Development of Essential Components for Soft Wearable Technologies

The rising demand for safe human-robot interaction in daily tasks has motivated significant research effort in the robotics field towards compliant and conformable robots, capable of replicating complex human movements in applications such as wearable rehabilitative devices and haptic interfaces. Novel manufacturing, actuation, and sensing technologies contributed significantly to this field by providing design and manufacturing frameworks for inherently compliant robots. Although promising, these technologies are still in the early stages of development and base research for refining their design, improving their performance, and defining design criteria is still required for these technologies to reach their full potential. In this thesis, some of the main challenges hindering the effective application of robotics in wearable devices are tackled. We propose the robotic origami (robogami) framework with multiple but finite degrees of freedom (DoFs) for soft wearable devices. Robogamis are low profile robots that provide conformity and compliance with their multiple DoFs driven by soft actuation methods. The finite DoFs in these robots enable better prediction and planning of their motion while highly customizable joint designs, thanks to the layer-by-layer manufacturing and the precise quasi-2D fabrication processes, allows the multiple DoFs to be embedded to achieve the required level of conformity. The main contributions of this thesis are: -Study of the robogami framework as a design platform for soft robots with programmable reconfiguration and compliance. -Design and validation of actuation solutions based on smart materials for independent actuation of robogami joints. -Adoption of the smart materials' variable mechanical properties to adjust the stiffness of robogami joints and the overall compliance of the robot. -Development of customized sensing methods to measure robogami joint angles and stretchable sensors based on the same principles to measure body movements. We believe that these contributions facilitate some of the main challenges for the effective application of robogamis in wearable devices for safe and yet capable interaction with humans. The highly customizable components can also be used in design frameworks other than robogamis and other applications where compliance and conformity are required.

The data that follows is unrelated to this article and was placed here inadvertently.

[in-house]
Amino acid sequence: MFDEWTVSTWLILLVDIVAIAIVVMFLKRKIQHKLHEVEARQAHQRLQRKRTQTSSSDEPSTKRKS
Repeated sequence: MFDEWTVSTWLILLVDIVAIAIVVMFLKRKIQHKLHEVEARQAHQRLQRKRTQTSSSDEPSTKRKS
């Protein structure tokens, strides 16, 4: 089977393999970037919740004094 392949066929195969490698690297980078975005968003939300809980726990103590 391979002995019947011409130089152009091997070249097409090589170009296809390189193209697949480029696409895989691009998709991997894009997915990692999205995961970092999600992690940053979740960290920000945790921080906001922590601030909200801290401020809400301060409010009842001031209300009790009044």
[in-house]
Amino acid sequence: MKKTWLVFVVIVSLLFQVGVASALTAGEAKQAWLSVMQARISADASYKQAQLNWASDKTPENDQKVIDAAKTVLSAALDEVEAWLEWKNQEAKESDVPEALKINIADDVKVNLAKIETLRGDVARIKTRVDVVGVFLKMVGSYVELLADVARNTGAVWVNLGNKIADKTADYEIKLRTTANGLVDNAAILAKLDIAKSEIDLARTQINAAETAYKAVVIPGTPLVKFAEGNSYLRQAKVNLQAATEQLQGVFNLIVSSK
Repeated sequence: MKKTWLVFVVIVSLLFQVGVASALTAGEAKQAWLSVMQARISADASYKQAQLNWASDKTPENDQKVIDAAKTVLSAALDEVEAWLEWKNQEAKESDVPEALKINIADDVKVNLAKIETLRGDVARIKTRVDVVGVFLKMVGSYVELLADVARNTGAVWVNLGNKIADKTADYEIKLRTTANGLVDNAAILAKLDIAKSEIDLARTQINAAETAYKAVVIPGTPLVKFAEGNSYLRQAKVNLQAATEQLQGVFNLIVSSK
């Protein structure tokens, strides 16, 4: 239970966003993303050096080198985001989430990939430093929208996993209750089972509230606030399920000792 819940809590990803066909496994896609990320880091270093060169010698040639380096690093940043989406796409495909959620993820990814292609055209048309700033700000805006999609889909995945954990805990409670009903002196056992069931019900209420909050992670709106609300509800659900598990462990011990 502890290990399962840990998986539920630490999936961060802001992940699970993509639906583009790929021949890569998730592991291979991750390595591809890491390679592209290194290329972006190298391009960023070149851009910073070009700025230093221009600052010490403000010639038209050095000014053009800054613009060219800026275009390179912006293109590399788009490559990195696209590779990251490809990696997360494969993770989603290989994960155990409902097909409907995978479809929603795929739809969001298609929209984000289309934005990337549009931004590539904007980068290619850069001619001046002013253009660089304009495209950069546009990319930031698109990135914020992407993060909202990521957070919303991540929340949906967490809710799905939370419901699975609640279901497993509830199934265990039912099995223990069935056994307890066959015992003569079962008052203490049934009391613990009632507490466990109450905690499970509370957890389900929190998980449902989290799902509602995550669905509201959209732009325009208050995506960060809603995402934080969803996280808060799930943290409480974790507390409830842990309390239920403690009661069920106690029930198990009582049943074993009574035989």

Paik, Jamie
Lausanne, EPFL
Autres identifiants:
urn: urn:nbn:ch:bel-epfl-thesis7688-7

 Notice créée le 2017-05-29, modifiée le 2019-03-17

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